234 (c) of R.A. 7160. The dispositive portion of which reads as follows:

“In view of the foregoing, the position that the assessment of ten (10%) of the market value of the properties in question and the claim of its exemption cannot be granted. Instead, the assessment of the properties sixty percent (60%) and thirty five (35%), respectively, as appeared in the Tax Declarations is retained. The machineries in question remain subject to real property taxes. Consequently, it is the resolution of our office, that your prayer requesting the application of the correct tax assessment and correct
tax rates, as well as the request that the excess payment of NPC in the real property tax for the 2nd

quarter of 2003 be applied as tax credits for NPC cannot be granted.”

Following denial of Petitioner-Appellant’s protest, the City Treasurer

forthwith sent a Statement of Account to NPC dated February 6, 2004 for real

property tax due on the machineries, buildings and improvements of NMPC

power plants for the 2nd, 3rd, and 4th quarters of 2003 and 1st quarter of 2004

amounting to P53,545,439.70, and Statement of Accounts dated February 10,

2004 for real property tax due on the lands of NMPC-1 and NMPC-2 for the 2nd,

3rd, and 4th quarters of 2003, and 1st quarter of 2004 in the amount of

P740,273.04 (pp. 28, 29 Records). Not satisfied, NPC filed an appeal to the

LBAA on March 1, 2004.

ASSIGNMENT OF ERRORS

Petitioner-Appellant assigned the following reversible errors of the Board

below:

1. The LBAA of Iligan City erred in ruling that the subject lands,

buildings and other improvements subject of the tax assessment are NOT

owned by NPC and thus do not fall under Section 216 and 218 (d) of the Local

Government Code.

2. The LBAA of Iligan City erred in ruling that the machineries and

equipment subject of the tax assessment are NOT actually, directly, and

exclusively used by NPC for generation and transmission of power.

On the merits, this Board resolve to discuss the two assignment of errors

simultaneously for both are closely inter-related and intertwined with each

other.

As can be gleaned from Section 216 of the Local Government Code, the

law requires two (2) conditions to be present before the 10% assessment level

for a special class of property can be applied. Only lands, buildings and other

improvements x x x owned and used x x x government-owned and controlled

corporations rendering essential public services in the x x x generation and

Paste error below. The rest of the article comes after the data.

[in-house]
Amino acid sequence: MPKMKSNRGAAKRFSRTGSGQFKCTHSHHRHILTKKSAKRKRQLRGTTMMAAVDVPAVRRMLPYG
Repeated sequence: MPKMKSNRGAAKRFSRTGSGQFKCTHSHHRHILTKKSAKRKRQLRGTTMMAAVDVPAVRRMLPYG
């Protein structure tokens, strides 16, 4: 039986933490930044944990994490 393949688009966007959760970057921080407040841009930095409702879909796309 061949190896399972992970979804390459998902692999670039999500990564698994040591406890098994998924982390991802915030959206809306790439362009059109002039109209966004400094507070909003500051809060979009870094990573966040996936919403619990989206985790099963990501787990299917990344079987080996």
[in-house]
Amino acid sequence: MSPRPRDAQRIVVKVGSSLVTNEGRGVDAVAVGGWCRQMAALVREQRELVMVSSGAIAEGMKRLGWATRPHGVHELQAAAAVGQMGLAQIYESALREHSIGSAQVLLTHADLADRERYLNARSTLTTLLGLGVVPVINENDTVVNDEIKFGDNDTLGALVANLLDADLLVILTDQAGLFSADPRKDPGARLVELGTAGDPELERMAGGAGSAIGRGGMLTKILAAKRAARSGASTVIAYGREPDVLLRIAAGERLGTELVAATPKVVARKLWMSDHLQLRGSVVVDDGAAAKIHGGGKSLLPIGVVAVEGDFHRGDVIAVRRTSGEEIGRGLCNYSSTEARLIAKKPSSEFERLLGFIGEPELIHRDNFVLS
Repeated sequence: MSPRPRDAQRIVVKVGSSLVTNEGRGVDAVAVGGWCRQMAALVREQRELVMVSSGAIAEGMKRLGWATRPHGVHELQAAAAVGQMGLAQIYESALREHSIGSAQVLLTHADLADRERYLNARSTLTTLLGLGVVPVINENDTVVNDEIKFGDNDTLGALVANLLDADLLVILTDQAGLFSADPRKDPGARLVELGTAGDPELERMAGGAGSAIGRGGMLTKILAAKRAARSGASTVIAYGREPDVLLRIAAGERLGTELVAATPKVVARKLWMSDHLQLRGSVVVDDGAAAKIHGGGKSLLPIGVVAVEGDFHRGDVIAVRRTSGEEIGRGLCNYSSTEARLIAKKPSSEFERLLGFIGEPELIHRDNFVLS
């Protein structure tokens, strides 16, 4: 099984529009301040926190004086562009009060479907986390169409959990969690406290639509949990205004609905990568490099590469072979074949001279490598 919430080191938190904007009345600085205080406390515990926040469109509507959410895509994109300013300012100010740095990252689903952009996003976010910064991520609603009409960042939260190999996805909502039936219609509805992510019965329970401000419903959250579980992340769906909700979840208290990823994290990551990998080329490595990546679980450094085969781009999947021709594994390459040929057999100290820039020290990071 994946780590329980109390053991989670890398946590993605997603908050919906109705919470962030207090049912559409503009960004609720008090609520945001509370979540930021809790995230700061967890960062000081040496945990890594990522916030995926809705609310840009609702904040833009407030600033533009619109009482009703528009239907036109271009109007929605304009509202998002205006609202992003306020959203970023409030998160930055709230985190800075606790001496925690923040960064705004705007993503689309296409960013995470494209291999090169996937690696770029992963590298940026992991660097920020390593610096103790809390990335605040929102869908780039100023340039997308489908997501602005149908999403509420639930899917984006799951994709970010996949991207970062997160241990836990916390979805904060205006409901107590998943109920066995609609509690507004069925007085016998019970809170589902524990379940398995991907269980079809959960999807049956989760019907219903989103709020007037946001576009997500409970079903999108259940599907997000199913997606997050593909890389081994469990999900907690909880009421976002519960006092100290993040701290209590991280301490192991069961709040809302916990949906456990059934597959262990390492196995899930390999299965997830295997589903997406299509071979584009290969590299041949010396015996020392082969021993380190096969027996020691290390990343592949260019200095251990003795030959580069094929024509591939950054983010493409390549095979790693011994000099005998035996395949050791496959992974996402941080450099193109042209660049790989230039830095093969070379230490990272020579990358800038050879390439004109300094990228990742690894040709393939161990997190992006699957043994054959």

transmission of electric power are entitled to a lower assessment level.

Section 216 of R.A. 7160 which reads:

“Section 216. Special Classes of Real Property. All lands, buildings, and other improvements thereon actually, directly, and exclusively used for hospitals, cultural, or scientific purposes and those owned and used by local water districts, and government-owned and controlled corporations rendering essential public services in the supply and distribution of water and/or generation and transmission of electric power shall be classified as special.”

From the records, it is not difficult to establish the owner and the user of

the power plants. We have only to examine Clause 2.08 of the Build-Operate

and Transfer Agreement which states:

“From the date hereof until the Transfer Date, CONTRACTOR shall, directly or indirectly, own the Power Station and all the fixtures, fittings, machinery and equipment on the Site or used in connection with the Power Station which have been supplied by it or at its cost and it shall operate and manage the Power Station for the purpose of converting fuel of NAPOCOR into electricity.” (underscoring ours)

Upon the other hand, Clause 14 – Transfer of Ownership and Clause

14.01 said:

“On the Transfer Date, CONTRACTOR shall transfer to NAPOCOR, free from any lien or encumbrance created by CONTRACTOR and without the payment of any compensation, all its right, title and interest in and to the fixtures, fittings, plant and equipment (including test equipment and special tools) and all improvements comprising the Power Station.”

In addition to the above stated provisions, Clause 8 – Operation of the

Power Station and Clause 8.1 of the BOT agreement bolstered the fact that

NMPC uses both power plants which reads:

“CONTRACTOR shall, at its own cost, be responsible for the management, operation, maintenance and repair of the Power Station during the Co-operation Period and shall use its best endeavours to ensure that the Power Station is in good operating condition and capable of converting Fuel supplied by NAPOCOR into electricity in a safe and stable manner with the Operating Parameters.” (underscoring ours)

It is crystal clear that until there is actual transfer of ownership, and use,

NPC has no right, title and interest in the subject properties and equipment.

Hence, until and unless the ownership and use of the same is first transferred

and conveyed as mandated in Clause 14 and 14.01 of the BOT contracts,

under certain conditions, NPC cannot claim ownership and use of the subject

properties.

In similar cases of National Power Corporation vs. the Local Board of

Assessment Appeals (LBAA) of La Union, et. al., CBAA Case No. L-32,

January 29, 2004; Philippine Ports Authority vs. Local Board of Assessment

Appeals (LBAA) of General Santos City, et. al. October 27, 2005, this Board

defines the word “actual use” in reiterating Section 199 (b) of R.A. 7160 as that

referring “to the purpose for which the property is principally or predominantly

utilized by the person in possession thereof.” The term “use” as define in

Corpus Juris Secundum, Vol. 91, p. 511, 516, American Law Book Co.,

Brooklyn, New York, 1955, is “the employment of a thing for the